Created by and featuring Brooklyn-based filmmaker Terence Nance, “Random Acts of Flyness” is a multimedia art project in the form of a TV series.
Premiering Friday at midnight on HBO, it’s a comedy more or less, bringing together live action, animation, music and dance to make, in the creator’s own introductory words, “a TV show about the beauty and ugliness of contemporary American life.”
It’s a sketch show. It’s a magazine. It’s a Gesamtkunstwerk. And it is not the sort of program associated with HBO or for that matter, any other television network with the possible exception of Adult Swim, where formal lines are just things to be crossed and sophisticated methods mix with dime-store materials. (One series it does resemble, superficially, is FX’s “Legion” in its shifting planes, dream connections and visual variety).
But where Adult Swim shows are, as a class, temperamentally absurd, nearly everything about “Random Acts” has a social or political or personal point to make. It exists in a world that might change for the better.
Its meanings are sometimes obscure and sometimes obvious, nearly to the point of being polemical, and most often somewhere in between. But its surfaces are always interesting and splendidly executed. Even the glitches are artfully placed.
Every minute of the opening episode, “What Are Your Thoughts on Raising Free Black Children?,” sings with ambition and thought-through detail. At times “Random Acts” feels as much like something that might be submitted to the Whitney Biennial as it does an episode of cable TV. (Indeed, Nance, the recipient of a 2014 Guggenheim Fellowship, has created gallery work.)
For years there were almost no black people on television; in the 1960s black actors began getting regular and occasionally starring roles and by the 1970s even their own shows, with mostly black casts, though they tended to be formally conventional comedies made for wide appeal. It is only lately, with shows like “Atlanta” and “Insecure” and “Dear White People,” that the African American experience has come to television in a way that while not unfriendly to wider audiences, isn’t necessarily concerned with winning them over.
Such stylistic interruptions, mixed media and a metafictional thrust — not to mention an interest in the expressive use of titles and typefaces — have long characterized Nance’s work. (You can find a selection of his short films and trailers for longer ones, including the lauded and laureled 2012 feature “An Oversimplification of Her Beauty,” on his website, terencenance.com.)
The interruptions and hard turns of “Random Acts” have something of the flavor of late Jean-Luc Godard, and at times, for that matter, of “Monty Python’s Flying Circus,” but also of the off-kilter funkiness of non-commercial hip-hop. (Nance is one of his show’s composers; his brother Nelson, also a musician, closes Friday’s opening episode singing.)
Similarly, the show is a medley of mediums and realities, mixing fiction, seeming actuality and altered reality. The opening sequence, filmed on a smartphone, might be real, though the end rather marvelously gives away the fact that it isn’t, while a segment called “Random Acts of State Sponsored Violence” (with “Random” blanked out) is nothing but a montage of real-world video clips of police using (highly) excessive force, set to a cheery soundtrack.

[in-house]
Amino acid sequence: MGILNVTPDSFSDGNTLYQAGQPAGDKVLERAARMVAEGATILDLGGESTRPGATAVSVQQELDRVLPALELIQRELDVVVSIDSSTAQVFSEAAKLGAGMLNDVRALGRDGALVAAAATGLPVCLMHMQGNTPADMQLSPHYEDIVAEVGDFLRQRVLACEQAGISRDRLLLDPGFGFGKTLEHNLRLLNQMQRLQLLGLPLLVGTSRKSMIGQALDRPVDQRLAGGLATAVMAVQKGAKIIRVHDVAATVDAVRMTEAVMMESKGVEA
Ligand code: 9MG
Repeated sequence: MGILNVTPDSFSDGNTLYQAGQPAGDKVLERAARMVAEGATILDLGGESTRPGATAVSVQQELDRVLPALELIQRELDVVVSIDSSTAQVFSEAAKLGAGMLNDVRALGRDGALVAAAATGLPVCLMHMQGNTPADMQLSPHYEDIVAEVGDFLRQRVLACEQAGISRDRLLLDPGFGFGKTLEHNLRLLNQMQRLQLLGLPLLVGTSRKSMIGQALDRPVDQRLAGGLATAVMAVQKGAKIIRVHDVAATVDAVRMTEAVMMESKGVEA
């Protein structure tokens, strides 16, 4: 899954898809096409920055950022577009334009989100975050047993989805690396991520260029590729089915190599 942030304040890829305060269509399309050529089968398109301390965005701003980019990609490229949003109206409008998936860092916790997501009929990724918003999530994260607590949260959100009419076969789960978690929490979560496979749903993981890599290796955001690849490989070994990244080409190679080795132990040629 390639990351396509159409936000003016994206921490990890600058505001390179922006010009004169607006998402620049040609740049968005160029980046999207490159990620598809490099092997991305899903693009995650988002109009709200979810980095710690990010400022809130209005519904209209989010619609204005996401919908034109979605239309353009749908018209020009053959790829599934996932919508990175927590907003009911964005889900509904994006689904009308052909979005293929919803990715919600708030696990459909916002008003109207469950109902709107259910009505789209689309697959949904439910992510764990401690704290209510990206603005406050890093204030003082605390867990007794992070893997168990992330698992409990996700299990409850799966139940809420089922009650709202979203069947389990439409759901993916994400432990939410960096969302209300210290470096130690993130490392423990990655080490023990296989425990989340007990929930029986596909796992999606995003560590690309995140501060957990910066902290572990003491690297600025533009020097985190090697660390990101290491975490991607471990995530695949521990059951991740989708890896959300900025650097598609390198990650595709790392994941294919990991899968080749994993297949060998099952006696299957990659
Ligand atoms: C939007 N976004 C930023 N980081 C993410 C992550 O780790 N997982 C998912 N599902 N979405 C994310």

In “The Sexual Proclivities of the Black Community,” Nance and artist Doreen Garner appear as talk show hosts interviewing a young man named Yeleen on “the invisibility of the bisexual black man"; the stories are told in stop-motion animation. “Worry No. 473 of 1000 Worries that a Black Person Should Not Have to Worry About” — subtitled “Something That Really Happened” — shows Nance dealing with the potentially dangerous aftermath of having accidentally gotten into a car that looks like his; shot in wide-screen black and white, it resembles both a silent movie and a midcentury European art film.
An “infomercial,” featuring Jon Hamm as a spokesperson for a product meant to free white people of “white thoughts” – anything “from burning crosses and wearing sheets to engaging in the secret suspicion that your Guatemalan housekeeper holds some sort of grudge against you to sitting there comfortable on your laptop watching this infomercial saying out loud to yourself, ‘None of this applies to me, I read Noam Chomsky, I’m not racist’ … a classic white thought” — becomes a dream incorporating dancing skeletons, a robed choir and a king.
Most disturbing in a show for which disturbance is something of a game plan is the mock children’s show “Everybody Dies,” which has the look of 1970s or ‘80s cable access television; the contextual impression, however, is that what we’re seeing is real, a woman – Ripa the Reaper (Tony Award winner Tonya Pinkins), from the Department of Black Death – sending black children screaming into the afterlife.
“You might slip in the shower, you might get hit by a car, you might get sick and die slow,” says Ripa. Slowly revealed as a traumatized prisoner of the job, she becomes more urgent and agitated: “You might be running from the police, you might be running from a stranger who thinks he’s the police, you might be playing with a toy gun, you might be not selling cigarettes.”
The references are not hard to spot, if you have been paying attention.
‘Random Acts of Flyness’
When: Midnight Friday and Saturday
Rated: TV-MA (may be unsuitable for children under the age of 17)
Follow Robert Lloyd on Twitter @LATimesTVLloyd